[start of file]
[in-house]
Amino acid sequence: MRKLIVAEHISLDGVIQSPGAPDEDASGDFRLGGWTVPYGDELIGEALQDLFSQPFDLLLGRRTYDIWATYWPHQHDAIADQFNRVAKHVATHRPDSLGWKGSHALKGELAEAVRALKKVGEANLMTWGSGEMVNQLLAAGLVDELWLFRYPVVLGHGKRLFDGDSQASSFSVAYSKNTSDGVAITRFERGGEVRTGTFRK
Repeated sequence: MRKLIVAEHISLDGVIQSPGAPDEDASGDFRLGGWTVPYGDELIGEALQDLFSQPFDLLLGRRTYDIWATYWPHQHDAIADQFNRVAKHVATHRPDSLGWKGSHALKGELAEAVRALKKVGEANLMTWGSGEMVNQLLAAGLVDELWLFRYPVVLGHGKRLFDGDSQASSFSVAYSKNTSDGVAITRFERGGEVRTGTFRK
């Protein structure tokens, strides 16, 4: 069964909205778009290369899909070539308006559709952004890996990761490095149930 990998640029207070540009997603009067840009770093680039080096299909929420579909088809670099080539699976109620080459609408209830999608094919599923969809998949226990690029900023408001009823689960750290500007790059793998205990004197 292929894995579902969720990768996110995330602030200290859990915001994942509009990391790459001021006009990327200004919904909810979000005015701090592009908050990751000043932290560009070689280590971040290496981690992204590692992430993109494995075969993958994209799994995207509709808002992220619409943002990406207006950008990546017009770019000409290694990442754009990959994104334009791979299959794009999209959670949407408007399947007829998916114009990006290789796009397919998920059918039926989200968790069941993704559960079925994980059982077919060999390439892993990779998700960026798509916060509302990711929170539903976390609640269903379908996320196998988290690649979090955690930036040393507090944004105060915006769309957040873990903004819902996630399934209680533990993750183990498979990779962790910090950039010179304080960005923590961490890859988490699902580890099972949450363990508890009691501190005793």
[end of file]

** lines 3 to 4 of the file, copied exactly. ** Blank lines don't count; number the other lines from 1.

Repeated sequence: MRKLIVAEHISLDGVIQSPGAPDEDASGDFRLGGWTVPYGDELIGEALQDLFSQPFDLLLGRRTYDIWATYWPHQHDAIADQFNRVAKHVATHRPDSLGWKGSHALKGELAEAVRALKKVGEANLMTWGSGEMVNQLLAAGLVDELWLFRYPVVLGHGKRLFDGDSQASSFSVAYSKNTSDGVAITRFERGGEVRTGTFRK
């Protein structure tokens, strides 16, 4: 069964909205778009290369899909070539308006559709952004890996990761490095149930 990998640029207070540009997603009067840009770093680039080096299909929420579909088809670099080539699976109620080459609408209830999608094919599923969809998949226990690029900023408001009823689960750290500007790059793998205990004197 292929894995579902969720990768996110995330602030200290859990915001994942509009990391790459001021006009990327200004919904909810979000005015701090592009908050990751000043932290560009070689280590971040290496981690992204590692992430993109494995075969993958994209799994995207509709808002992220619409943002990406207006950008990546017009770019000409290694990442754009990959994104334009791979299959794009999209959670949407408007399947007829998916114009990006290789796009397919998920059918039926989200968790069941993704559960079925994980059982077919060999390439892993990779998700960026798509916060509302990711929170539903976390609640269903379908996320196998988290690649979090955690930036040393507090944004105060915006769309957040873990903004819902996630399934209680533990993750183990498979990779962790910090950039010179304080960005923590961490890859988490699902580890099972949450363990508890009691501190005793």